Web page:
In construing the word "issue" in sec. 237.01, Stats., we find it defined in sec. 990.01 (17), not as issue of the body but as follows: "`Issue,' as applied to descent of estate, includes all the lawful descendants of the ancestor." Secs. 237.01 and 990.01 (17) must be read in connection with sec. 48.92, and when read together the effect of adoption is to make the adopted person the lawful descendant of the adoptive parents and to terminate that status of the natural parents. In this case these minors are still the grandchildren of Earl C. Topel, the deceased, but they are not his lawful descendants under the present law of descent and distribution.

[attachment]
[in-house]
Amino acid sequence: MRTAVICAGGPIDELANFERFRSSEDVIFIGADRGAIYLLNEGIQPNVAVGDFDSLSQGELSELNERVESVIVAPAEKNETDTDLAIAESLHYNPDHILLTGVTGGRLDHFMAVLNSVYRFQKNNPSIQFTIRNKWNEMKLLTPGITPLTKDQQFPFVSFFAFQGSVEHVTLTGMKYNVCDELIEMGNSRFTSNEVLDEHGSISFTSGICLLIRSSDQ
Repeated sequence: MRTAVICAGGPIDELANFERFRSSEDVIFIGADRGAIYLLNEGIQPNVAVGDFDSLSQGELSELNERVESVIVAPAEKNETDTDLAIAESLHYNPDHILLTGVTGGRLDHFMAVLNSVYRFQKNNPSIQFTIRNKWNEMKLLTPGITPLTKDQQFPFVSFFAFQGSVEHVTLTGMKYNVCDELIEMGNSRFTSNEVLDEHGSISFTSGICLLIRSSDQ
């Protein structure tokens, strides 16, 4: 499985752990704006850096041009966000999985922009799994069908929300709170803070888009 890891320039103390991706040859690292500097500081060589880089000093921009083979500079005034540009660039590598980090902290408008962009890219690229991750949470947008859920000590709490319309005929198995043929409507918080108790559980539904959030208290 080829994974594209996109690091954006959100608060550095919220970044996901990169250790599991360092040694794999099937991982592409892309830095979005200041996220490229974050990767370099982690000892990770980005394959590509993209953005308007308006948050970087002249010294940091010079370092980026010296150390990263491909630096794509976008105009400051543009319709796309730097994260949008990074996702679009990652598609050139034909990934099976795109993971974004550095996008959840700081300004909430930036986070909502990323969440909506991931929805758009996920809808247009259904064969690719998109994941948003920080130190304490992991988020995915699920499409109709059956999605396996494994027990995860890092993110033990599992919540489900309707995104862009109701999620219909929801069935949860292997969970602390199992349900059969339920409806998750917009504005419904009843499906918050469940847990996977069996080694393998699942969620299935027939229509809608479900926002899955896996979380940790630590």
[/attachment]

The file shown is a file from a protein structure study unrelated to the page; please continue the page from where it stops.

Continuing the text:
*228 This construction is fortified by the 1955 Report of the Wisconsin legislative council on the Children's Code, vol. VI, part I, wherein it is stated the purpose of adoption is to create a relationship of parent and child between persons who are not so related by blood and to completely change the status of a person adopted from a child of his natural parents to a child of his adoptive parents. It was recommended that the status of an adopted person be completely changed from that of a child of his natural parents to that of a child of his adoptive parents and all inheritance rights by and from the natural relatives be cut off. The report points out that this change in the effect of adoption is made by sec. 48.92, Stats., that the change was also recommended by the state board of county judges, and that sub. (1) of the section was taken from the Uniform Adoption Act. The report gives various policy reasons in favor of the change.